Thursday, May 7, 2009

Headed for the barn

Yes, indeed, I am happy to say I have COWmpleted this tiny linocut without further mishap. As usual, I can see a half dozen things I would do differently next time, but here she is. This is Cindy Cow, and she has a nice story, but I think I have to save it for a couple of days. I'll tell ya' later...


Before the final dark went on, I briefly succeeded in cleverness and inked two colors in the same pass.


In addition to deep philosophical knowledge about the achievement of cleverness, I gained a few "light bulb" insights. (Okay, we could also call them "dope slap" insights. )

1) I think best with my hands.

I've often been asked about my planning process, and I always joke about not really having one. More than once I've regretted this reality... realizing that a little more planning could have made a better piece. But I don't always see the options until I'm in the middle of something. I like being flexible, and staying open to changing my mind, but it's not without risks if one is working on a reduction plate.

2) I have two distinctly different approaches to reduction linocuts.

(This was a d'oh!) The larger, more complex pieces (lately) have come from a combination of photos and sketches, and the process involves taking things OUT of the visual mayhem. As I work I think about some judicious simplification.

But in the smaller pieces I tend to work from field sketches. My on-location sketches are generally spare and linear, with big, flat shapes of color. If I try to make them into linos, I find myself adding things in. Or wishing I had added. Or realizing I could have added. Or...

Hm. Here is a place where planning might come in handy.

3) Making little prints is to big prints as sketches are to drawings and clay maquettes are to sculpture (sort of).

They're a (relatively) quick way to try out ideas and get one's fingers dirty. Sure, it's more time consuming than making pencil sketches, but one really needs to manipulate the material to get a sense of what is or isn't possible. (There's just no getting around practice. Ever.)

The first day I worked on this little cow I also realized that making linocuts is not entirely like riding a bicycle. One DOES forget. Or at least one loses the rhythm. It had been a couple of weeks since I printed, and I stumbled around a surprising amount before I got into the right head space again. Could be a symptom of middle age, but I don't think so. I think it's one of the challenges of moving back and forth between media and focus. The work I do as an illustrator is not the same as the work I do as an artist: focus, goal, method–mindset–are all quite different, even though it could be argued that either way I'm making images. For me they are two distinctly separate beasts, and I need to give myself time to make the switch.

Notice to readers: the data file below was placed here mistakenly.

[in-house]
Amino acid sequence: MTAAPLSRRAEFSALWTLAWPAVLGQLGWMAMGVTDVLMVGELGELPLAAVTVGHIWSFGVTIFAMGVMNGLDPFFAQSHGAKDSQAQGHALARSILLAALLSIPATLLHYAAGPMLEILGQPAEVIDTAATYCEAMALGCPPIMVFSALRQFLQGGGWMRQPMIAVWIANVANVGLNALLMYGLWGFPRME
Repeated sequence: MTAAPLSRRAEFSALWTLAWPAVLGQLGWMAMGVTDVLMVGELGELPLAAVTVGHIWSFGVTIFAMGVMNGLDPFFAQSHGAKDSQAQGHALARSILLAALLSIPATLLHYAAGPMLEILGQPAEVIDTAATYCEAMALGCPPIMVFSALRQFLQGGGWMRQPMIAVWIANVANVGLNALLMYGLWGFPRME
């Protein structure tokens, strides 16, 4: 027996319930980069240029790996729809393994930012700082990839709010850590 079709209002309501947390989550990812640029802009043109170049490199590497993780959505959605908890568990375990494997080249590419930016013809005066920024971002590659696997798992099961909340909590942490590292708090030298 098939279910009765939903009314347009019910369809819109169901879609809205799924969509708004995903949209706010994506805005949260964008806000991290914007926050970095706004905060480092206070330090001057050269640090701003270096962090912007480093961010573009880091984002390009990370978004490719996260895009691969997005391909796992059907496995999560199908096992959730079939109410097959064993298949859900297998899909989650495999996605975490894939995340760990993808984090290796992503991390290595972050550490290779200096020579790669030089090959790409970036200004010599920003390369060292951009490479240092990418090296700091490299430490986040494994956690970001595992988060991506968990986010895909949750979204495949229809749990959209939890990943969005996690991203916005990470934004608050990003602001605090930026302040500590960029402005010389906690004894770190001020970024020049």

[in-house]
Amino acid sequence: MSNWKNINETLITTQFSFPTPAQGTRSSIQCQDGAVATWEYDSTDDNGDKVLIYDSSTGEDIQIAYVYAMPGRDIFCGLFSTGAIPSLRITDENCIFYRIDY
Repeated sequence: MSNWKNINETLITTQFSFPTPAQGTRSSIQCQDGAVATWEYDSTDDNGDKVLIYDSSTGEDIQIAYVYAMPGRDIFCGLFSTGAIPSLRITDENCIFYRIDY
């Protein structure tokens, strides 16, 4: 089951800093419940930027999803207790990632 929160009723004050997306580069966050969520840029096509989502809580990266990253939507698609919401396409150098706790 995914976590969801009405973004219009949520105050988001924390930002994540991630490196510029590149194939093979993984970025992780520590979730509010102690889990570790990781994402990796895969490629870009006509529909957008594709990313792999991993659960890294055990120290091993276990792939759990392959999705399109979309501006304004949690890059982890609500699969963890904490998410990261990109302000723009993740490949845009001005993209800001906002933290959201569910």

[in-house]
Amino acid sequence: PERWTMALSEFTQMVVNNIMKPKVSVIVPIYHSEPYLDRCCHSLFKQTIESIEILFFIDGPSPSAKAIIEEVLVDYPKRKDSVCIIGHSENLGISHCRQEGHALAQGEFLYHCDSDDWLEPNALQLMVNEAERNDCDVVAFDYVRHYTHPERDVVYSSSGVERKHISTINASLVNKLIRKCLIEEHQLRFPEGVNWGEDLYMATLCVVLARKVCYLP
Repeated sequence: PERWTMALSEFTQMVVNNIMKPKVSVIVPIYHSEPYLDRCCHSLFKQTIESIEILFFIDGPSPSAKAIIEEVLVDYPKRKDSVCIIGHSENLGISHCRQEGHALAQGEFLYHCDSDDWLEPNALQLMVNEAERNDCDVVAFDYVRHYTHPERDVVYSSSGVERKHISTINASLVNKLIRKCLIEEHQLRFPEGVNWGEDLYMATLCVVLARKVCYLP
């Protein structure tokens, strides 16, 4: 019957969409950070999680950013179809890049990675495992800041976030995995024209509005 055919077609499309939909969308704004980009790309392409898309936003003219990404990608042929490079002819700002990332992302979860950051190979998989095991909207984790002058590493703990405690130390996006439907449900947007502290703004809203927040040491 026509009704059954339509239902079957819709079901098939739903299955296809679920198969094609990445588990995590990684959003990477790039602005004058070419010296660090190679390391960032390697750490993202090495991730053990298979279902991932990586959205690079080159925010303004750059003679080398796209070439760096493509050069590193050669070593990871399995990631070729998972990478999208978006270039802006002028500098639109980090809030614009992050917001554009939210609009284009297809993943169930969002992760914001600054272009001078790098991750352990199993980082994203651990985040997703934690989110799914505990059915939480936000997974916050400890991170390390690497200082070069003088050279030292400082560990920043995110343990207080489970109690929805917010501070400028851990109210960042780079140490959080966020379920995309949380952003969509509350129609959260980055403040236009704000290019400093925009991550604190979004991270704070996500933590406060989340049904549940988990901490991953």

So. A cow and an education. It's been a good couple of days.

5 comments:

Robyn said...

COWabunga! Beautiful!

Still makes my head spin how you work these reductions out, Sherrie.

moreidlethoughts said...

Well, you managed to extricate yourself from your glitsch very nicely! Cindy looks lovely.

Jennifer Rose said...

she looks great! :D great you got 2 inked colours in one pass.

"The work I do as an illustrator is not the same as the work I do as an artist: " same here. The "Artsy Fartsy" drawings are completely different from the ones that I do of fantasy creatures. it can be hard to switch between the 2, especially if its been awhile since I've done fantasy work. If its a symptom of middle age its about 12 years too early for me :p

Gabrielle said...

Congrats! (or Cowgrats?) It looks great! I'm glad to know I'm not the only one who doesn't think things out as carefully as I should.

As for the middle age thing, I'm beginning to think it isn't the age per se, but more a matter of how filled your head is with all the trivia from X number of years of living, leaving no room for what you need to fill it with now!

Sherrie Y said...

I once complained to a friend that it would be nice to be able to delete unused and outdated files from one's brain as from a computer.

He said, "Yeah, but what you REALLY need is defrag."